Mitigation Bounty — Introduction

Thomas Garnier
Dec 19, 2016 · 3 min read

More than a year ago, I joined Google Security after 7 years at Microsoft. It is fascinating to have the ability to compare how security is done on two different platforms and in different companies. A few weeks ago, I started playing again with Windows mitigations. I thought it would be fun on my free time. Microsoft Edge was the perfect candidate because it enables all the mitigations.

This post describes my approach in searching for mitigation bypasses. The next one explains how I extend the base primitive to control calls. The last one goes over all mitigations bypasses with proof-of-concept code.

Microsoft has a mitigation bypass bounty for the latest version of Windows. The bounty is open for mitigations bypasses (CFG, RFG, ASLR or others) and/or suggestions for new defence mechanisms. I made multiple submissions to the bounty and most of them were rejected. The reasons went from “by design” to “already known”.

A bounty for mitigation bypasses is an original idea but it’s a hard one to do. What a mitigation is supposed to protect can be perceived differently. The ability to fix an issue weight in considering a bypass legitimate. As an external contributor, you don’t know what was reported before and Microsoft rejects known bypasses. If you spend time on mitigation bypass research, you have no guarantee it will be accepted or even fixed. Microsoft updated the bounty page recently adding additional details on scopes.

In the next post, I describe how you can transform a read-write anywhere primitive into calling valid CFG functions and controlling all arguments:

The third post discloses 4 techniques to bypass mitigations that were not fixed:

Vulnerability primitive

A mitigation bypass can start with a vulnerability. You find the right bug and sit on it until you found a mitigation bypass to submit. You assume this bug won’t be found by somebody else. I don’t like the idea to sit on bugs that could be actively used. I decided to simulate a vulnerability instead of using a real one.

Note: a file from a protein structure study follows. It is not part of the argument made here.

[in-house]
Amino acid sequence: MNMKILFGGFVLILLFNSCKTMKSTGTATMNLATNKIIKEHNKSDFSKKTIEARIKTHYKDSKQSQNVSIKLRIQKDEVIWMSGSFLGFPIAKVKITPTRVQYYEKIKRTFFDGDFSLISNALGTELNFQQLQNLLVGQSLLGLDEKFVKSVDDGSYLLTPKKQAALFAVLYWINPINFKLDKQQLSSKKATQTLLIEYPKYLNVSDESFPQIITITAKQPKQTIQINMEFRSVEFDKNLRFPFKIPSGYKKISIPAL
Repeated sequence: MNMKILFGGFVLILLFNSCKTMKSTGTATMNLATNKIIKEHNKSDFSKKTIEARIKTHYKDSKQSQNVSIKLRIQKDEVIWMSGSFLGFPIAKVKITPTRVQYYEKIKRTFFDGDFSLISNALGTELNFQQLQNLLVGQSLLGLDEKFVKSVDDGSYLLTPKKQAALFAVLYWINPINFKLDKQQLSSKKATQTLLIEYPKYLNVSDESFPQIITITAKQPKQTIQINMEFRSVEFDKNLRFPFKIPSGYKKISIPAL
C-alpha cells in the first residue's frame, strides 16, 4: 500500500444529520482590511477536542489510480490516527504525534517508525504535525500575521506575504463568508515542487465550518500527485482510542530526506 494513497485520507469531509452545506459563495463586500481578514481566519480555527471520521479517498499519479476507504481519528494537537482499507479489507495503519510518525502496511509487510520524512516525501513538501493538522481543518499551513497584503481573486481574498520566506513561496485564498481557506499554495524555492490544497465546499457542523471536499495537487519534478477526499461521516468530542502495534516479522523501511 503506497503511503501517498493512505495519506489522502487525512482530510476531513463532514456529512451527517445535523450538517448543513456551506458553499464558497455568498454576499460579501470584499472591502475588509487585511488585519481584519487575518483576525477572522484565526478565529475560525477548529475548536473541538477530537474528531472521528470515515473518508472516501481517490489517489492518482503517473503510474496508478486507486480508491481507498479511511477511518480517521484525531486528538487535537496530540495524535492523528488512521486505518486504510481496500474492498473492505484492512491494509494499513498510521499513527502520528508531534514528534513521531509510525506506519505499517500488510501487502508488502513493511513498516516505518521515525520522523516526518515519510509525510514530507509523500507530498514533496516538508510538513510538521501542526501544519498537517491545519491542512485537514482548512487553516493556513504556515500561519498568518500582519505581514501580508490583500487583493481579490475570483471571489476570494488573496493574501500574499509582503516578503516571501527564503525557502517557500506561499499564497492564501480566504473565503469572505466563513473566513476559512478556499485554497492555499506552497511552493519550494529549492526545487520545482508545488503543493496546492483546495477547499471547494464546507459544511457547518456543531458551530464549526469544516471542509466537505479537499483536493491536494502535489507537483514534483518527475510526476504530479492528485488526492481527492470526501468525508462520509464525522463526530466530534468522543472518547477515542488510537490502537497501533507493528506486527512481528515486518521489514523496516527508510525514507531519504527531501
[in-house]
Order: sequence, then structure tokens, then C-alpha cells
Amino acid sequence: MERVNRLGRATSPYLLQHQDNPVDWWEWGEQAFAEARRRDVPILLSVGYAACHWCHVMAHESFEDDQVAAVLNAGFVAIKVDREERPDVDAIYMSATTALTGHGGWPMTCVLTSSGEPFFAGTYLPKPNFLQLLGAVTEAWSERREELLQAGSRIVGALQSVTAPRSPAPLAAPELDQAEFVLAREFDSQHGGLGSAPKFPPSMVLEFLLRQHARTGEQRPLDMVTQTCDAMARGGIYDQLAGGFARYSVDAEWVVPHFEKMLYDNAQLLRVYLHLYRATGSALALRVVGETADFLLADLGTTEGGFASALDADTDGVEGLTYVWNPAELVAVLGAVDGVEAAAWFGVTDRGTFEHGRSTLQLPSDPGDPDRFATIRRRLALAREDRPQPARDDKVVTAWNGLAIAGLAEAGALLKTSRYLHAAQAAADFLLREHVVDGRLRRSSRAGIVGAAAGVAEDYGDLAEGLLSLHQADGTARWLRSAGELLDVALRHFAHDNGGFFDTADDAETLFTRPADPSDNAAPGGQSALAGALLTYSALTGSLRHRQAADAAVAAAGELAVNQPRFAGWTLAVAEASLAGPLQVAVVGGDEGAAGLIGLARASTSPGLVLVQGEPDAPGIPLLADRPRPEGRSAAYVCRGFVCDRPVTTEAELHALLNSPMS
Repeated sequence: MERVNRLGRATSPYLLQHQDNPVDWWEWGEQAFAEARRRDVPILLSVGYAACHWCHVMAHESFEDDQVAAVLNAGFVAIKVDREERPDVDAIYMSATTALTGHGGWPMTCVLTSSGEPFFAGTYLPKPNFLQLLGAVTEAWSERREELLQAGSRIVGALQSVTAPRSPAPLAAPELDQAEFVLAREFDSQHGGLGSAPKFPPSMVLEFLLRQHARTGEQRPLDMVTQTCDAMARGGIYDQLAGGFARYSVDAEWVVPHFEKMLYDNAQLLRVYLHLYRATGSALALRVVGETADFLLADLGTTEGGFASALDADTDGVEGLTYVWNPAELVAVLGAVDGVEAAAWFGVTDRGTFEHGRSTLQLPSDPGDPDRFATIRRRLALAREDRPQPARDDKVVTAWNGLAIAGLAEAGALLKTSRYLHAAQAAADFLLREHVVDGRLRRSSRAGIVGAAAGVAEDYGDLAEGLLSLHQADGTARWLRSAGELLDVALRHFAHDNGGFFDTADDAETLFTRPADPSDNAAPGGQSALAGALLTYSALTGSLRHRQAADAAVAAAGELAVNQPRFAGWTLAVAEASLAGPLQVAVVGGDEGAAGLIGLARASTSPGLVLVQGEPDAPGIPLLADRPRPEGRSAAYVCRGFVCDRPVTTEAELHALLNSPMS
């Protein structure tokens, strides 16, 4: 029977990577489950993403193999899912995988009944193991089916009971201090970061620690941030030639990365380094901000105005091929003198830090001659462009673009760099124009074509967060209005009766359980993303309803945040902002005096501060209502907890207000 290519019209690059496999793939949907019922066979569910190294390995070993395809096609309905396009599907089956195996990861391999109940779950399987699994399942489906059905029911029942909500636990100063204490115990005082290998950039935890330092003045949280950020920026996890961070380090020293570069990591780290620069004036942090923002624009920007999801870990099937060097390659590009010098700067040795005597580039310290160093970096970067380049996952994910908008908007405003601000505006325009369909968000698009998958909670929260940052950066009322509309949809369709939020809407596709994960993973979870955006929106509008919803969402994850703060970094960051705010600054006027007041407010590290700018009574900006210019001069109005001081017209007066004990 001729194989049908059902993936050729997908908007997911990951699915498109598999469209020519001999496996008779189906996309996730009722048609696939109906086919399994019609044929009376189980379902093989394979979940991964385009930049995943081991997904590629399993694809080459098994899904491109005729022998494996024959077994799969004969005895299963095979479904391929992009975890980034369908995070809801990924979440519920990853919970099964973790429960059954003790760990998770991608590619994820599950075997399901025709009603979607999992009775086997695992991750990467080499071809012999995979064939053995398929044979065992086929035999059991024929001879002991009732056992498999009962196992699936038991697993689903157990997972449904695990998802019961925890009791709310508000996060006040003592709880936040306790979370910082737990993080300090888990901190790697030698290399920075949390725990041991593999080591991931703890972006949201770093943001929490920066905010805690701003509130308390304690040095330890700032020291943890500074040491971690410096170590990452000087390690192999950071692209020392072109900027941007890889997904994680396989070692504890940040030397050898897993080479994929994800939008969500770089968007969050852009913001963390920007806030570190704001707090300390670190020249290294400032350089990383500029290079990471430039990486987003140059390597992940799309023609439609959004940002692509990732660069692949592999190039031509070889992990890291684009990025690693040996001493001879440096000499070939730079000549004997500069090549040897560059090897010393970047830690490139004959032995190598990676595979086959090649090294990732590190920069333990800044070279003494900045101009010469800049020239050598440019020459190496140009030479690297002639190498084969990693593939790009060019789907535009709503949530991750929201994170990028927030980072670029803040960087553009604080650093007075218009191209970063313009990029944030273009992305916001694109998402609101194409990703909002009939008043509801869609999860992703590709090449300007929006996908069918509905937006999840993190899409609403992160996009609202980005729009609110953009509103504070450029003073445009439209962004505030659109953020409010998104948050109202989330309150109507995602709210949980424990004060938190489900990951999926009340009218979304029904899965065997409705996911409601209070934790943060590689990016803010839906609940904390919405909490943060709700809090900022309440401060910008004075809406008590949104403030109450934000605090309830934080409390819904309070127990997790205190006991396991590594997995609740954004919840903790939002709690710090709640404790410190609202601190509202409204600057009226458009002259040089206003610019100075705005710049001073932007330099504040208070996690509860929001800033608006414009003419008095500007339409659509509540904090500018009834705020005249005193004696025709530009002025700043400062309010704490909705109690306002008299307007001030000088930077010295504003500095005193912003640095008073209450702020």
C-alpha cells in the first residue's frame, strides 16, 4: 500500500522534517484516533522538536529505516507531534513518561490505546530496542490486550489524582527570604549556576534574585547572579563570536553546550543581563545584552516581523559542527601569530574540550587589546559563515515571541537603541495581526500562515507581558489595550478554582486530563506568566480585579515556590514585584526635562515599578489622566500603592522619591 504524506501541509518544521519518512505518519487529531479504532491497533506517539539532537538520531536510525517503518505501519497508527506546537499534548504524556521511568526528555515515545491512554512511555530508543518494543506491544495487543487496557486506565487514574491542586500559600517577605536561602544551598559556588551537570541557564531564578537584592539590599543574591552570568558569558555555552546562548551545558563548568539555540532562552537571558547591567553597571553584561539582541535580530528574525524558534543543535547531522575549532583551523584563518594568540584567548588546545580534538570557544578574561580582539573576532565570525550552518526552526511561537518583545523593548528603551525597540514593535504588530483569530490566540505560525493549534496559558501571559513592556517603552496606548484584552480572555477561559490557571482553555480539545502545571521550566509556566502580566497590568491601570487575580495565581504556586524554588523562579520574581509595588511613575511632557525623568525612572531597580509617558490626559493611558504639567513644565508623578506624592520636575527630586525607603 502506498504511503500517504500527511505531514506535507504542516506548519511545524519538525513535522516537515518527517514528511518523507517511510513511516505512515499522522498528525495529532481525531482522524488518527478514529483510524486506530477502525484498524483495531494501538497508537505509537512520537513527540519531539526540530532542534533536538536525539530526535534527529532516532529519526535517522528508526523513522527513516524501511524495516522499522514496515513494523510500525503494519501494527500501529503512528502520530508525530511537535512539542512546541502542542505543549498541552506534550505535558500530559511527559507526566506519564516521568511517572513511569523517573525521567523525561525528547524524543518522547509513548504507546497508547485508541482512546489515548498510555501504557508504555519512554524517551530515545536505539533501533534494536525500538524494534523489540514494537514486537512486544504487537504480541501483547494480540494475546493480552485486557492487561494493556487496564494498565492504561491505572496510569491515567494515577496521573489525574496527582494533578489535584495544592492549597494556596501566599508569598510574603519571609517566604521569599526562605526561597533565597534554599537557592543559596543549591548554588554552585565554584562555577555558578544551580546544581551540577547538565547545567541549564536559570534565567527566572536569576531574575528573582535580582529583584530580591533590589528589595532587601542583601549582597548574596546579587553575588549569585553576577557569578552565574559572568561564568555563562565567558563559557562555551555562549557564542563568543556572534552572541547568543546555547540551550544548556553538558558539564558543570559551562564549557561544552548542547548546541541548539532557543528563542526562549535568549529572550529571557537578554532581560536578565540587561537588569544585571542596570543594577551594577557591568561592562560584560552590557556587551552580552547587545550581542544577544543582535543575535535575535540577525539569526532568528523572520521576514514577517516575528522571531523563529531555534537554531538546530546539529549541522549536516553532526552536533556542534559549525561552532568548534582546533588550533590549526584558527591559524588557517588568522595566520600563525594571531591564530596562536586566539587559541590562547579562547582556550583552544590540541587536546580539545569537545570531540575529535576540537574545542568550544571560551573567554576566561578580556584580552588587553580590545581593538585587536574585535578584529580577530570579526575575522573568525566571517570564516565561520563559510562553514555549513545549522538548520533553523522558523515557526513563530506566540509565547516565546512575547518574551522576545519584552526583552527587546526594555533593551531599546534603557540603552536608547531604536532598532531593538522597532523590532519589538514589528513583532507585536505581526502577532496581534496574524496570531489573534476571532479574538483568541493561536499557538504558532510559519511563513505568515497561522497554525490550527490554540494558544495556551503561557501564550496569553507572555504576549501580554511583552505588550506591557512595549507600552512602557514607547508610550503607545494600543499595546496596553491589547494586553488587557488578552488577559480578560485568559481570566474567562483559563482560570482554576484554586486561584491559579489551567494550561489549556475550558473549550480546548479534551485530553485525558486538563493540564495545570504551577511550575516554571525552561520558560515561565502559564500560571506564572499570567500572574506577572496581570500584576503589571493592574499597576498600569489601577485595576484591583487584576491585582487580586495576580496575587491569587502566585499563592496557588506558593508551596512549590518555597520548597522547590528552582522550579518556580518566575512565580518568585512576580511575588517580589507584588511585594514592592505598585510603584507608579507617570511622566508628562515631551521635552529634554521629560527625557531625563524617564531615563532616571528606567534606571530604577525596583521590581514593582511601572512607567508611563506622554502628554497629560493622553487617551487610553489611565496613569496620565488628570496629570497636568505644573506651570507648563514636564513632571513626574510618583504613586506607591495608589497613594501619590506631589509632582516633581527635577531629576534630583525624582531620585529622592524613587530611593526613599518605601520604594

I used a Windbg script to corrupt a JavascriptArrayBuffer object buffer field. I point it to the object itself. It gives a relative read-write primitive. It can be used to read a vtable pointer in chakra.dll. I also corrupt an adjacent JavascriptArrayBuffer object to get a read-write anywhere primitive.

I assume an attacker can find a bug leading to a similar primitive. This type of bugs is used in multiple exploit write-up or techniques. Using this primitive, my goal was executing custom code bypassing CFG or RFG.

You can find the detail implementation on these files:

  • toolkit.js —Create the read-write primitive. Provide useful APIs like managing large integer on Javascript and resolving functions.
  • basic_examples.html— Usage examples for read-write anywhere and on calling anything (described in the next post).
  • scripts/windbg_attach.ps1 — Script to attach to Edge instances automatically and setup the breakpoint to simulate the vulnerability.

Existing CFG & RFG research

Plenty of people did research on bypassing CFG. If you are interested, you can look at the following:

RFG has been added few weeks ago on the fast and slow ring:

Please send me a message on twitter if you would like to add a link to the previous lists.

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Thomas Garnier

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Hacker, Developer, Father… I work at Google working in security since 2015. I worked at Microsoft for about 7 years. I have my own opinion.